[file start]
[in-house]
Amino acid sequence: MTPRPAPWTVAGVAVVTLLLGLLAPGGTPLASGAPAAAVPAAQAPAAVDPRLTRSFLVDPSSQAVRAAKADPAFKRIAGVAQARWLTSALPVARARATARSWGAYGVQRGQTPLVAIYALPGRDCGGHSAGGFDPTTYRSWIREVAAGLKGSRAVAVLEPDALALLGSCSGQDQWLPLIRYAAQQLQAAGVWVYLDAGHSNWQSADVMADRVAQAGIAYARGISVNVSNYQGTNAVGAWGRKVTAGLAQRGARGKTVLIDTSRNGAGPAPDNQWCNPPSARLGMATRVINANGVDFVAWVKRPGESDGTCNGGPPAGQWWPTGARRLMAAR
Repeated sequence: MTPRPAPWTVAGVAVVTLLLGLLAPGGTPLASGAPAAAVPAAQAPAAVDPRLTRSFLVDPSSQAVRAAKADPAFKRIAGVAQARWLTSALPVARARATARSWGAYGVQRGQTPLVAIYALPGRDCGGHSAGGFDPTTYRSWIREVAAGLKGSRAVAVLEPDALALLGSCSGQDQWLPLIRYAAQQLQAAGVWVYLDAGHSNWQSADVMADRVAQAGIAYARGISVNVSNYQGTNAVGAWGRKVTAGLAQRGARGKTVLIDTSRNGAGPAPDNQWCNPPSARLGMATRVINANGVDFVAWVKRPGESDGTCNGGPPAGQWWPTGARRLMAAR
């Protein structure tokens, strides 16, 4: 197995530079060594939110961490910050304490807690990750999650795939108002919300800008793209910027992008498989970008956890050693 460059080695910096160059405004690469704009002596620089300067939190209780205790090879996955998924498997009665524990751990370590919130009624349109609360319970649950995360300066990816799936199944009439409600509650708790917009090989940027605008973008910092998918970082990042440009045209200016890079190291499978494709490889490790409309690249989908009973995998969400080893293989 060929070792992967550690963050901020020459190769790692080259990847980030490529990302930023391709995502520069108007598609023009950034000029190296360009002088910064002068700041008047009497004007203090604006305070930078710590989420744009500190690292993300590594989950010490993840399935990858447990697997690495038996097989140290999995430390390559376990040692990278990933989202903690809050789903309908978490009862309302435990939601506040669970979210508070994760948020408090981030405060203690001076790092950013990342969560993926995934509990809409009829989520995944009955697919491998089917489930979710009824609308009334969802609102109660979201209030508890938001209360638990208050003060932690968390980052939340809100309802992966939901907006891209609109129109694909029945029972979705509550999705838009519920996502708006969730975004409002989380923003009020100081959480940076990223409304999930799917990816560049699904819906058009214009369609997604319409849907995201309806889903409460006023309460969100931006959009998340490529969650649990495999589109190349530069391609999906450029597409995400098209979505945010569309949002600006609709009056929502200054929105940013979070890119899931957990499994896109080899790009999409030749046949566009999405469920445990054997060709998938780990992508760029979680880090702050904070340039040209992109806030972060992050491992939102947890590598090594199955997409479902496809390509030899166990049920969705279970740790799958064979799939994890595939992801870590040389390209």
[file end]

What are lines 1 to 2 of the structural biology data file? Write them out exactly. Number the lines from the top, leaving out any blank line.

[in-house]
Amino acid sequence: MTPRPAPWTVAGVAVVTLLLGLLAPGGTPLASGAPAAAVPAAQAPAAVDPRLTRSFLVDPSSQAVRAAKADPAFKRIAGVAQARWLTSALPVARARATARSWGAYGVQRGQTPLVAIYALPGRDCGGHSAGGFDPTTYRSWIREVAAGLKGSRAVAVLEPDALALLGSCSGQDQWLPLIRYAAQQLQAAGVWVYLDAGHSNWQSADVMADRVAQAGIAYARGISVNVSNYQGTNAVGAWGRKVTAGLAQRGARGKTVLIDTSRNGAGPAPDNQWCNPPSARLGMATRVINANGVDFVAWVKRPGESDGTCNGGPPAGQWWPTGARRLMAAR